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Supreme Court: EPA Can Regulate Carbon Dioxide



In a decision that could lead to the eventual regulation of carbon dioxide emitted by buildings, the U.S. the Supreme Court has ruled 5-4 that carbon dioxide and other heat-trapping emissions are “air pollutants” under the Clean Air Act, and that the U.S. government already has authority to start curbing them.


By CleanLink Editorial Staff   Green

In a decision that could lead to the eventual regulation of carbon dioxide emitted by buildings, the U.S. the Supreme Court has ruled 5-4 that carbon dioxide and other heat-trapping emissions are “air pollutants” under the Clean Air Act, and that the U.S. government already has authority to start curbing them.

The Supreme Court’s decision, in Massachusetts v. EPA, is a blow to the Bush Administration, which has fought against regulating carbon dioxide.

“Today the nation’s highest court has set the White House straight. Carbon dioxide is an air pollutant, and the Clean Air Act gives EPA the power to start cutting the pollution from new vehicles that is wreaking havoc with our climate,” says David Doniger, NRDC’s attorney in the case.
 
In 2003, EPA ruled that it had no power to curb emissions of carbon dioxide and other heat-trapping chemicals. In a majority opinion written by Justice John Paul Stevens and joined by Justices Anthony Kennedy, David Souter, Ruth Bader Ginsburg, the court ordered EPA to make a fresh decision on regulating carbon dioxide.

Chief Justice John Roberts filed the dissenting opinion, in which Antonin Scalia, Clarence Thomas, and Samuel Alito joined.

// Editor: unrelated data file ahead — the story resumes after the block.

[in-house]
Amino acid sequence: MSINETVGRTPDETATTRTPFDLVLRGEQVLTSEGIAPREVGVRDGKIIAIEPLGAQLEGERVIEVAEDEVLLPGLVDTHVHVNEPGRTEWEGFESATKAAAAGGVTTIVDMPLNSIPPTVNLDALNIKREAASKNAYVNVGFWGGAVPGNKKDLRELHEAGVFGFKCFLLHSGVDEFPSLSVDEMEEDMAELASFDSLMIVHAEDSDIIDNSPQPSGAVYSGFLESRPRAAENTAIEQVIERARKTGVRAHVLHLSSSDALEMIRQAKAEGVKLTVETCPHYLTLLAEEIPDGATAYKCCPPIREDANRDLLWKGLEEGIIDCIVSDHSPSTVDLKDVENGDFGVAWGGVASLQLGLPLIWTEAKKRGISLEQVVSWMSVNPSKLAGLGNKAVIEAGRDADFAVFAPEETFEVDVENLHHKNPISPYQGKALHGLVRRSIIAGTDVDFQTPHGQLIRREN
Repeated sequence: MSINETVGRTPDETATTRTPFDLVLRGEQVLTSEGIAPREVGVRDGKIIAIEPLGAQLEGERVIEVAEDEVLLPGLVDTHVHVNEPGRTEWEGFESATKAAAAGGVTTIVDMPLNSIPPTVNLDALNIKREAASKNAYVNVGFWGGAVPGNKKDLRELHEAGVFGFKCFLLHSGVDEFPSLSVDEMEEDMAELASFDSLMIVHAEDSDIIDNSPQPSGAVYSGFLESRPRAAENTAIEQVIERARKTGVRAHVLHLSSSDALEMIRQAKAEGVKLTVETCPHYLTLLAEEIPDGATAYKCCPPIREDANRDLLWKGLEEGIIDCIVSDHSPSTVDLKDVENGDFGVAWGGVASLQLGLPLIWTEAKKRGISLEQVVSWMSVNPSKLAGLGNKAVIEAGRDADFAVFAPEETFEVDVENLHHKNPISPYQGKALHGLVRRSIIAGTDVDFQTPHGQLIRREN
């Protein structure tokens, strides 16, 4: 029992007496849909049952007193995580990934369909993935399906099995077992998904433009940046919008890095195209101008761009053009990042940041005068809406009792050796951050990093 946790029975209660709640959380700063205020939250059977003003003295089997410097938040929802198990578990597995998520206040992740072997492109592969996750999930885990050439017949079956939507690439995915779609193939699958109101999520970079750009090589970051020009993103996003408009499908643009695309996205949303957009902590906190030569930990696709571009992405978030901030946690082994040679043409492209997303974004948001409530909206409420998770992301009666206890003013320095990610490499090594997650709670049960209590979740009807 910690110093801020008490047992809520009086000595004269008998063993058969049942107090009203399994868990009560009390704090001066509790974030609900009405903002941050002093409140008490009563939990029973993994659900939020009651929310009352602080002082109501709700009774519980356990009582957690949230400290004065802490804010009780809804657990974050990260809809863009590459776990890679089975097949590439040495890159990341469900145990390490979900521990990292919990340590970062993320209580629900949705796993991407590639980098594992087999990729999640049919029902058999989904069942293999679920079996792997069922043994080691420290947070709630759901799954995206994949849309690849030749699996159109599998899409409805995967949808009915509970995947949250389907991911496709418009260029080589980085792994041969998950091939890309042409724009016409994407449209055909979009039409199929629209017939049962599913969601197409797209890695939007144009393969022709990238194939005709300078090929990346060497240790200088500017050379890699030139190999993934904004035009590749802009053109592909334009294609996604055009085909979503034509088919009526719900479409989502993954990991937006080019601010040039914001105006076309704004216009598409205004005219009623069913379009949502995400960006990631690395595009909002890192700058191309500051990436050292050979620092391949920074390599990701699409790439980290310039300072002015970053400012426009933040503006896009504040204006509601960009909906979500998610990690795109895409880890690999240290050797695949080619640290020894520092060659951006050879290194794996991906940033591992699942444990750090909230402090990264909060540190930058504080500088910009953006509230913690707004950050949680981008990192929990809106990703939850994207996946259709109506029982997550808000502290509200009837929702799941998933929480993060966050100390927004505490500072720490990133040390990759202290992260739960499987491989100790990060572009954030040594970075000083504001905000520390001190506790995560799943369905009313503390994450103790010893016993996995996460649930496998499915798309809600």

The Supreme Court’s decision comes as Congress is moving into high gear on new legislation to cap and reduce global warming pollution from all major sources across the economy

And major U.S. businesses are supporting limits on heat-trapping emissions. This January NRDC joined General Electric, DuPont, BP and several other businesses and environmental groups in the U.S. Climate Action Partnership, which endorses substantial, enforceable limits on global warming pollution.
 
The High Court decision is likely to help forge consensus in Congress for new and more comprehensive global warming legislation, NRDC says. “The prospect that EPA will act under today’s Clean Air Act may light a fire under some industries that have been standing in the way,” Doniger says.
 
 
“We’ve now broken a major legal logjam on this issue, and this will be the year that the political logjam is broken, too,” Doniger added.




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  posted on 4/4/2007   Article Use Policy




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